You started a vegetable garden, but want to have more fresh produce? This can depend on the soil, climate, pests, and care you give to your plants. However, with some simple tricks, you can increase your vegetable garden yield and enjoy its high productivity. Here’s what can help!
Start preparing your soil early
Winter is the perfect time to add organic matter to your soil to nourish it for the spring. Compost and leaf mold are the best choice you can make at home, but you can also use manure. Once your plants start growing, add more organic matter around the crops to boost their development.
This will prevent weeds from growing and allow the soil to retain water, making it healthy and moist for the plants.
Grow vegetables that thrive in your region
The key for a vegetable garden to yield is the choice of plants you intend to cultivate. If this is your first time doing this, start with veggies that are common in your area. Research what varieties could thrive in your climate and are not so frequent among the local gardeners.
For example, cabbage loves colder areas, while tomatoes will grow in abundance in the sunny regions. This can also be a guideline when to grow which vegetable and have fresh produce almost all year round.
Keep your plants well-fed
Fertilizing your veggies is a must since the sun, soil, and water may not be enough for them to grow strong and abundantly. You can buy organic fertilizers, like seaweed concentrate or you can make your own from comfrey.
This is a leafy herb you can grow by the compost bin or any damp space in your garden. It’s full of important nutrients: Nitrogen, Phosphorus, and Potassium that are essential for plant growth. You can make comfrey tea and pour in the garden beds, or cut the leaves around your vegetables, as well as add it to compost.
Build dedicated beds in your vegetable garden
Using raised beds for vegetables will make gardening easier and allow easy access to your plants from all sides. This is a great way to keep your garden tidy and well organized so you can give equal attention to all your veggies. It’s more comfortable since you won’t have to kneel and crawl between the rows.
Collect rainwater for irrigation
Rainwater is a better choice for irrigation because the plants love its pH and it has fewer contaminants. With a pump installed on the barrel, you can use a hose reel just like you would with a regular garden tap. Plants love rainwater because it’s soft and not treated with chemicals, which is the case with municipal water.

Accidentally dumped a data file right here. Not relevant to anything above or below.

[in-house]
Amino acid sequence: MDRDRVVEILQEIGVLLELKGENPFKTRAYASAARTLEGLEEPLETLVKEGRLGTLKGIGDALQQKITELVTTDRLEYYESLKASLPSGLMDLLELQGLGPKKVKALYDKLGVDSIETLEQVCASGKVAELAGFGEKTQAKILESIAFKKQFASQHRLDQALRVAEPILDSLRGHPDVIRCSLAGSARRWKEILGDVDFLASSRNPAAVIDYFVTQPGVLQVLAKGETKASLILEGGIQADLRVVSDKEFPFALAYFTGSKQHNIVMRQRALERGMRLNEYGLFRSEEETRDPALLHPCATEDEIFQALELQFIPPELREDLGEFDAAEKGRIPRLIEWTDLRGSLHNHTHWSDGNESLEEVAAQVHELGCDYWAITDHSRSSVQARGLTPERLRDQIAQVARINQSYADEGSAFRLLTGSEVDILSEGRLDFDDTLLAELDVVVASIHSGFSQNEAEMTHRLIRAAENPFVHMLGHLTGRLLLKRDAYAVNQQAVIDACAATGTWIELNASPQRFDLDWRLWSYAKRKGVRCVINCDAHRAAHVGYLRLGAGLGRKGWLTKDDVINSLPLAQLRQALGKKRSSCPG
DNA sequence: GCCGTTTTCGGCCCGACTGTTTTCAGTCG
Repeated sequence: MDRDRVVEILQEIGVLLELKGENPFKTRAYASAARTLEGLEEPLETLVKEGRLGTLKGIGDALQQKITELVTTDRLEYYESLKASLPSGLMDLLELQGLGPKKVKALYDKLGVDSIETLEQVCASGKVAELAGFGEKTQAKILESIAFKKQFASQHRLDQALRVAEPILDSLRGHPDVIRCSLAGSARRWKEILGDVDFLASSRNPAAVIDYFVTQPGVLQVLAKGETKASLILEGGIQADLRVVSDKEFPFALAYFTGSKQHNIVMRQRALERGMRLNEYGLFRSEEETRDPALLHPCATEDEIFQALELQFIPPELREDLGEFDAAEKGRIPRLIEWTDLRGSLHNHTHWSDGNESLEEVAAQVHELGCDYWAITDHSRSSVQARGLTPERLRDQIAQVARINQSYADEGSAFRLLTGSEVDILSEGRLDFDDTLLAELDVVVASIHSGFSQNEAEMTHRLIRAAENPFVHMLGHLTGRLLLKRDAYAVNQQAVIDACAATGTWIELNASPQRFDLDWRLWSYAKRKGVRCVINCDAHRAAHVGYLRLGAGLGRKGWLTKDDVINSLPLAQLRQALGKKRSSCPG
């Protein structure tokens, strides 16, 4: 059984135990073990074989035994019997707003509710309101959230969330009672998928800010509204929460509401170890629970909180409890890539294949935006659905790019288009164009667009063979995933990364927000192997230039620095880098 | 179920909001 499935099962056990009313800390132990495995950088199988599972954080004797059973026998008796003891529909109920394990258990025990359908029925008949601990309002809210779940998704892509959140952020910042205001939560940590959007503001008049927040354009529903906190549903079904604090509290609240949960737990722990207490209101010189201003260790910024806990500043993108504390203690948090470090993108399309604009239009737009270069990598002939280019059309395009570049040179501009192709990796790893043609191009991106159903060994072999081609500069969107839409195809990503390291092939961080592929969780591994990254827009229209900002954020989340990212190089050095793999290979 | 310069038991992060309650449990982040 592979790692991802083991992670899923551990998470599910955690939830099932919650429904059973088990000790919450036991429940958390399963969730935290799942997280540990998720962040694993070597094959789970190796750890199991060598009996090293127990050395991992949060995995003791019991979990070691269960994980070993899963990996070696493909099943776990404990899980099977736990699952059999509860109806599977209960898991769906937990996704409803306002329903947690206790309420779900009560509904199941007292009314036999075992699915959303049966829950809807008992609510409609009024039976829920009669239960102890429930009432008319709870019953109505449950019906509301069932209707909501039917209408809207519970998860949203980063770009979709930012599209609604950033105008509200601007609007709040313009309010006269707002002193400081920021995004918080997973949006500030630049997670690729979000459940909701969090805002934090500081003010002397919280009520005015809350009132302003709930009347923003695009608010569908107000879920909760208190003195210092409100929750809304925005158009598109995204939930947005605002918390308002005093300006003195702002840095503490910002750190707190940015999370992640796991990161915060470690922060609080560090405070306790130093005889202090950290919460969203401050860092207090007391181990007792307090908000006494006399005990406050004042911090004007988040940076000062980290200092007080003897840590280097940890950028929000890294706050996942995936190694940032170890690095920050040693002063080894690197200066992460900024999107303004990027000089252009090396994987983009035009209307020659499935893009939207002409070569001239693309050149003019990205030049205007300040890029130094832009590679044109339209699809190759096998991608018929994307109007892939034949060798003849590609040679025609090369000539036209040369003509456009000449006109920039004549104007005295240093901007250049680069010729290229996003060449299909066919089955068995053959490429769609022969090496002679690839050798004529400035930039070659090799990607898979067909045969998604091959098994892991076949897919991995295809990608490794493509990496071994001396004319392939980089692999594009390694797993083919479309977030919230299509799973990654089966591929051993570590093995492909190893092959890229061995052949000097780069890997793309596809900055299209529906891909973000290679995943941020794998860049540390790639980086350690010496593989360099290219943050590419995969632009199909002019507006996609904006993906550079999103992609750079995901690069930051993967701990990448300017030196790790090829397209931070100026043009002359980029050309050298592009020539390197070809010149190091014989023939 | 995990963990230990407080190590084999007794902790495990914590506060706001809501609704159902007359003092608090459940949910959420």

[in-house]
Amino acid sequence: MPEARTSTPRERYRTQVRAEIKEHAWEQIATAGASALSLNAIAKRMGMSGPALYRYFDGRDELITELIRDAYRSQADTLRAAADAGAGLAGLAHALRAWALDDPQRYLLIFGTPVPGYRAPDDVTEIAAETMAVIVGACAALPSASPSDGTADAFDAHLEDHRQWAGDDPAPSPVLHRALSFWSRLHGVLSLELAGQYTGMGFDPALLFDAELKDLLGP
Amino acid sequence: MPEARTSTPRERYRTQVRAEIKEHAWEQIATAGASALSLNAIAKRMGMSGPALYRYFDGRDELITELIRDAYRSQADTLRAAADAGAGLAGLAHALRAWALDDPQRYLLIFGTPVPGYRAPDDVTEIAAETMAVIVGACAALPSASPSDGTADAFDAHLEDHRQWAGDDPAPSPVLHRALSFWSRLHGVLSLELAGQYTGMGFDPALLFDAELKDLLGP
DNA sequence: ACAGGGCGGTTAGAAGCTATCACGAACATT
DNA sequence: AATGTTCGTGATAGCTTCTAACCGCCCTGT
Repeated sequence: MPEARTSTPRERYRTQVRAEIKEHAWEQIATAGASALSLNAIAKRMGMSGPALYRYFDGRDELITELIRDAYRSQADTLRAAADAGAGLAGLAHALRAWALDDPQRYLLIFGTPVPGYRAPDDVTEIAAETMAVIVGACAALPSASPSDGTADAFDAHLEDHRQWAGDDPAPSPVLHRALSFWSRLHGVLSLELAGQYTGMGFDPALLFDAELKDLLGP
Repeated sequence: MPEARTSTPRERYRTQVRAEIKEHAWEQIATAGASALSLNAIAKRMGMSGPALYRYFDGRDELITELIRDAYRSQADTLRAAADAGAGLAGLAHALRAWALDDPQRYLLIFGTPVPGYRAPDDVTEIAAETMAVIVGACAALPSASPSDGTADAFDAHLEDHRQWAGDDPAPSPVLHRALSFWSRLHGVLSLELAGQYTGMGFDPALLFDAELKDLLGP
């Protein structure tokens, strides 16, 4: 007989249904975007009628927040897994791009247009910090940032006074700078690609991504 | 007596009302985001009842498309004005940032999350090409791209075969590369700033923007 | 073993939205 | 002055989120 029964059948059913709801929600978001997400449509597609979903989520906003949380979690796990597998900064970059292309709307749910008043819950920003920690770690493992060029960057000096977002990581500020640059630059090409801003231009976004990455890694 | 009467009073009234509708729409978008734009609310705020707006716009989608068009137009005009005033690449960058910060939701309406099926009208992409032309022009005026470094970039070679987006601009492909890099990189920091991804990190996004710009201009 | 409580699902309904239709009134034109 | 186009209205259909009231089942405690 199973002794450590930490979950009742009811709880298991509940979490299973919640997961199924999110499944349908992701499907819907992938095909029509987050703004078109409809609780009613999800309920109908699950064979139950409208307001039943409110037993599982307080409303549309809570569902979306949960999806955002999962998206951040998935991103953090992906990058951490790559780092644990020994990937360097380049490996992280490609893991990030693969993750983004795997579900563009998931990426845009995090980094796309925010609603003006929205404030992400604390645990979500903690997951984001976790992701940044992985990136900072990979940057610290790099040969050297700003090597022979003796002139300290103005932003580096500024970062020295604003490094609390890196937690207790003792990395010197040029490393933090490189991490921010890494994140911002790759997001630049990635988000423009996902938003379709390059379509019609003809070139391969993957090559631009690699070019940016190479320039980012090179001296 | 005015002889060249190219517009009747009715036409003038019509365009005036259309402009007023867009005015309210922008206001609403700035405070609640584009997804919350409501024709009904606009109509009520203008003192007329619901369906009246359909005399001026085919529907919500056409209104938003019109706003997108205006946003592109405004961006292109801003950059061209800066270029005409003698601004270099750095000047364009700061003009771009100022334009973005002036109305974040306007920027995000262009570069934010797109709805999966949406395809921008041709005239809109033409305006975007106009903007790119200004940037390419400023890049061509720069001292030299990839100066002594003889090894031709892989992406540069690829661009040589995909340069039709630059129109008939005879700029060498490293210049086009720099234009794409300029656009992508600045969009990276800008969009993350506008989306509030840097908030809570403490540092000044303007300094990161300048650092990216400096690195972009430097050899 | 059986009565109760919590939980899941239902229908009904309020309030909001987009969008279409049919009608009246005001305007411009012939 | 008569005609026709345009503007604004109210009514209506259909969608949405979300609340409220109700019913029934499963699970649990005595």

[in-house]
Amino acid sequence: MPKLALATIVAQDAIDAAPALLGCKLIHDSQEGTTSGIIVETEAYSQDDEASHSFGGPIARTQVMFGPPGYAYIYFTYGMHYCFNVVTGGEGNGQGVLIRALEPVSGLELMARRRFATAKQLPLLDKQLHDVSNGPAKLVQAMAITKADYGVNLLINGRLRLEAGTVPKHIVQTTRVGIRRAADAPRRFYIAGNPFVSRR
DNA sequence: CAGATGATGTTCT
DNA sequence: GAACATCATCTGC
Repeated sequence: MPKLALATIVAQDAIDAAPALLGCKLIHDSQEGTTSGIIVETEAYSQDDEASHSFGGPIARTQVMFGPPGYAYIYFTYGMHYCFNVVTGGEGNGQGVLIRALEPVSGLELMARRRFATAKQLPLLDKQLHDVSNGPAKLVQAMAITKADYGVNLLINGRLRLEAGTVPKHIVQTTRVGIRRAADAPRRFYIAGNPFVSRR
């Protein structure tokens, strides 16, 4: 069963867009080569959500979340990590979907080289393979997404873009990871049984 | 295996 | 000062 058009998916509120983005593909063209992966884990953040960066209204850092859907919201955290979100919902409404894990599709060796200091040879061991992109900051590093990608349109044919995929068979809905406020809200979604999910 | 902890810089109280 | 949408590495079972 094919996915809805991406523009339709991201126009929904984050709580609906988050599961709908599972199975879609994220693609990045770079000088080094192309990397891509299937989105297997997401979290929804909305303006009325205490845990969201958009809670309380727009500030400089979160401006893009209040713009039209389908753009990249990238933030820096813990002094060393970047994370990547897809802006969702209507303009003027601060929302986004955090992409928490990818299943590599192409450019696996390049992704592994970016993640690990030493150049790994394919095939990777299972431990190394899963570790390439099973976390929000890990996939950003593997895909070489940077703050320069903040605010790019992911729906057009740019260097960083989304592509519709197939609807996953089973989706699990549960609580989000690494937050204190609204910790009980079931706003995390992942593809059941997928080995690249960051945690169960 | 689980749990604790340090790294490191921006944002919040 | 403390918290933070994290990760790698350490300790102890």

Additionally, when rain is collected from the roof, it can contain organic matter, as well as more nutrients. Use more barrels joined together with a connecter to catch as much of it as you can which will come in handy during the dry seasons.
Create sufficient space between plants
If your rows are too close, the plants will fight for nutrients in the soil and prevent each other from growing to its full yield. However, making more distance between the plants than needed will be a waste of space. Before planting, find out which plants like the crowds and which ones you should keep apart.
Drawing or drafting a gardening plan may also help, especially if you have limited space or lots of vegetables to grow. Take into consideration vertical growing and raised beds since those can create extra room and bring order to the garden.
Have a strategy for pest control
You can take care of pests with more than one strategy. For example, companion planting can introduce a plant that will protect your veggies but attracting pests to itself. Crop rotation can also reduce pests, as well as growing hybrid seeds.
If you are dedicated to eco-friendly and clean pest protection, the chance is that you may already have everything you need in your home. Natural pesticides, like soap spray and neem oil, can disrupt the intruders’ lifecycle and take care of grown insects such are aphids, beetles, and mites.
Don’t avoid growing in the shade
If you have shaded parts in your garden, use them to grow varieties that thrive there. Lettuce, parsnip, and leeks will give excellent yield if planted in the shade. Separating the veggies into sun-loving and shade-tolerant crops will give you efficient space organization and prevent waste of time and resources.
When the garden is completely exposed to sunlight, you can grow your veggies vertically on trellis or stakes. Climbers, like cucumbers and squash, will then grow up and provide shade under their canopy for veggies that don’t need much sun.
To increase your vegetable garden yield you don’t have to use expensive machinery and study complicated techniques. Although these simple tricks may seem too easy, they are based on science and successful practices of years of farming. Moreover, they are healthier for the environment, which means they are healthier for you and your veggies.